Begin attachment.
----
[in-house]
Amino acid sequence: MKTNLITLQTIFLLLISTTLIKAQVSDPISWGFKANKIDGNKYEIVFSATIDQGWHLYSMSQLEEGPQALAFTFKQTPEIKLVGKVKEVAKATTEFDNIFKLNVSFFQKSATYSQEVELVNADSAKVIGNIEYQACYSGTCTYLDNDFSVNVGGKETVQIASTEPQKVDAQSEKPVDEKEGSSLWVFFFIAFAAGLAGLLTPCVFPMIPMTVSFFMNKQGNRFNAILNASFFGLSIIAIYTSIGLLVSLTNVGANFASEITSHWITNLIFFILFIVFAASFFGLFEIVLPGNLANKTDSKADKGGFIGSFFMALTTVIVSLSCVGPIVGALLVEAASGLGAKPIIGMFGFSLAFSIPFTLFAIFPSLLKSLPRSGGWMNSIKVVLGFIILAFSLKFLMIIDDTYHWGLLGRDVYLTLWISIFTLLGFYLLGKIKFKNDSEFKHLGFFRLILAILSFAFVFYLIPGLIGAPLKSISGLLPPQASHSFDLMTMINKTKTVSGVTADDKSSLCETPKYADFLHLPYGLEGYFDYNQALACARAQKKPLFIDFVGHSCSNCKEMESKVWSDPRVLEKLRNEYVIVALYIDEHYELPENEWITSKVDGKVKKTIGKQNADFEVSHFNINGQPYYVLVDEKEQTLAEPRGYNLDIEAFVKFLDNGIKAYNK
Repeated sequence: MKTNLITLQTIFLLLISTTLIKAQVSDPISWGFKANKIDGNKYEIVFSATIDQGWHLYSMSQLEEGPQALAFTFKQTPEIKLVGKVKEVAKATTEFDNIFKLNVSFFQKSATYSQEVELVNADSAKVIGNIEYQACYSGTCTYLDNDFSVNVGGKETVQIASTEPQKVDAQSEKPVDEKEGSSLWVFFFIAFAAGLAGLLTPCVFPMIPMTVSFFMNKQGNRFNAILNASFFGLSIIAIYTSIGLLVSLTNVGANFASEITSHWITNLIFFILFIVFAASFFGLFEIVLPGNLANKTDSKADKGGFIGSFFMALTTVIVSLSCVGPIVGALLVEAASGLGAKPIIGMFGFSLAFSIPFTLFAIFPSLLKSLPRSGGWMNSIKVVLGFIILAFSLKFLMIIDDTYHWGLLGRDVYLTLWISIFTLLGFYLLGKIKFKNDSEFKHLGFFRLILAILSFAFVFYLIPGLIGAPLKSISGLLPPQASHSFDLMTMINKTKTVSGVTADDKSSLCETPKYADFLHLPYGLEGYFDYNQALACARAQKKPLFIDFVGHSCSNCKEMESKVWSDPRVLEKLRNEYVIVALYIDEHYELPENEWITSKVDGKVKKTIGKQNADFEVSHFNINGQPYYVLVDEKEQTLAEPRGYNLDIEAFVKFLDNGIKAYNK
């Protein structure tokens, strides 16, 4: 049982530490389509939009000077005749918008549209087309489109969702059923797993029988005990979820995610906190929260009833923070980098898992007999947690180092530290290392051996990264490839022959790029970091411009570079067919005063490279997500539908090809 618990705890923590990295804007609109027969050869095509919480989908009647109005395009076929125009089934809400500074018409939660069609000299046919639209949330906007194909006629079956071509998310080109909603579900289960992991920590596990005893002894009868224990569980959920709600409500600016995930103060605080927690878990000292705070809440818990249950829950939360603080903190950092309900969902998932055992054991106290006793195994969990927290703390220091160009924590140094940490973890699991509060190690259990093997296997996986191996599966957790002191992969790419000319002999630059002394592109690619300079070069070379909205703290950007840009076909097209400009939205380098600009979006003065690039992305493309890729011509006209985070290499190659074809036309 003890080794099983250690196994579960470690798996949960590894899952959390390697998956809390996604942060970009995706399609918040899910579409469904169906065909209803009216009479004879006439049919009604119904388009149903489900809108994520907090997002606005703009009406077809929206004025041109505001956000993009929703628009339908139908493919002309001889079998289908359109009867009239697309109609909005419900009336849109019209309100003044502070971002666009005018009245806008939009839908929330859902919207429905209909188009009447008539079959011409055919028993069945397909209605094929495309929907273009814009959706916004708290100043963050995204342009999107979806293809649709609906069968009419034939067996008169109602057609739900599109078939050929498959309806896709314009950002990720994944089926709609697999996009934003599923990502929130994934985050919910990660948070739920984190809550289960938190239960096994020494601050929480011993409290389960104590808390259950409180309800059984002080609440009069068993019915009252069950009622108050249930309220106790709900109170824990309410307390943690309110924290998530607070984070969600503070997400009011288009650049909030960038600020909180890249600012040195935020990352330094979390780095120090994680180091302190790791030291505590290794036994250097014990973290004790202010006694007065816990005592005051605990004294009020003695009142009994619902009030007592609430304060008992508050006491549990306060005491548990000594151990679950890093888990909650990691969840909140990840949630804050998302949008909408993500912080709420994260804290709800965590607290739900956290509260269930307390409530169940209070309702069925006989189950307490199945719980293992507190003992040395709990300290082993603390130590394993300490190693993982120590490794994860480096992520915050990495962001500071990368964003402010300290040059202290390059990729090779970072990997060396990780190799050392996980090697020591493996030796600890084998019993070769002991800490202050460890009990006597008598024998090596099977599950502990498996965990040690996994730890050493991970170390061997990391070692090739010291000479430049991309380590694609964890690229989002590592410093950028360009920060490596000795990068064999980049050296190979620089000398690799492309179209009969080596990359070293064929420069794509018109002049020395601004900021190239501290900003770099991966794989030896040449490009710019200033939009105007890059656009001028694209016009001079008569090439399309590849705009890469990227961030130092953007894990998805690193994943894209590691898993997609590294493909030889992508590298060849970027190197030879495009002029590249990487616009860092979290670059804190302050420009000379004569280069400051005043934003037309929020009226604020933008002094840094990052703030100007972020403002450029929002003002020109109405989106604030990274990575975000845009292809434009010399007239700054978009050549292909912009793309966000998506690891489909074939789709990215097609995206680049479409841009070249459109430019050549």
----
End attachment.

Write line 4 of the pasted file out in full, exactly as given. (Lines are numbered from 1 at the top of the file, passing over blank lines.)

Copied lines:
């Protein structure tokens, strides 16, 4: 049982530490389509939009000077005749918008549209087309489109969702059923797993029988005990979820995610906190929260009833923070980098898992007999947690180092530290290392051996990264490839022959790029970091411009570079067919005063490279997500539908090809 618990705890923590990295804007609109027969050869095509919480989908009647109005395009076929125009089934809400500074018409939660069609000299046919639209949330906007194909006629079956071509998310080109909603579900289960992991920590596990005893002894009868224990569980959920709600409500600016995930103060605080927690878990000292705070809440818990249950829950939360603080903190950092309900969902998932055992054991106290006793195994969990927290703390220091160009924590140094940490973890699991509060190690259990093997296997996986191996599966957790002191992969790419000319002999630059002394592109690619300079070069070379909205703290950007840009076909097209400009939205380098600009979006003065690039992305493309890729011509006209985070290499190659074809036309 003890080794099983250690196994579960470690798996949960590894899952959390390697998956809390996604942060970009995706399609918040899910579409469904169906065909209803009216009479004879006439049919009604119904388009149903489900809108994520907090997002606005703009009406077809929206004025041109505001956000993009929703628009339908139908493919002309001889079998289908359109009867009239697309109609909005419900009336849109019209309100003044502070971002666009005018009245806008939009839908929330859902919207429905209909188009009447008539079959011409055919028993069945397909209605094929495309929907273009814009959706916004708290100043963050995204342009999107979806293809649709609906069968009419034939067996008169109602057609739900599109078939050929498959309806896709314009950002990720994944089926709609697999996009934003599923990502929130994934985050919910990660948070739920984190809550289960938190239960096994020494601050929480011993409290389960104590808390259950409180309800059984002080609440009069068993019915009252069950009622108050249930309220106790709900109170824990309410307390943690309110924290998530607070984070969600503070997400009011288009650049909030960038600020909180890249600012040195935020990352330094979390780095120090994680180091302190790791030291505590290794036994250097014990973290004790202010006694007065816990005592005051605990004294009020003695009142009994619902009030007592609430304060008992508050006491549990306060005491548990000594151990679950890093888990909650990691969840909140990840949630804050998302949008909408993500912080709420994260804290709800965590607290739900956290509260269930307390409530169940209070309702069925006989189950307490199945719980293992507190003992040395709990300290082993603390130590394993300490190693993982120590490794994860480096992520915050990495962001500071990368964003402010300290040059202290390059990729090779970072990997060396990780190799050392996980090697020591493996030796600890084998019993070769002991800490202050460890009990006597008598024998090596099977599950502990498996965990040690996994730890050493991970170390061997990391070692090739010291000479430049991309380590694609964890690229989002590592410093950028360009920060490596000795990068064999980049050296190979620089000398690799492309179209009969080596990359070293064929420069794509018109002049020395601004900021190239501290900003770099991966794989030896040449490009710019200033939009105007890059656009001028694209016009001079008569090439399309590849705009890469990227961030130092953007894990998805690193994943894209590691898993997609590294493909030889992508590298060849970027190197030879495009002029590249990487616009860092979290670059804190302050420009000379004569280069400051005043934003037309929020009226604020933008002094840094990052703030100007972020403002450029929002003002020109109405989106604030990274990575975000845009292809434009010399007239700054978009050549292909912009793309966000998506690891489909074939789709990215097609995206680049479409841009070249459109430019050549």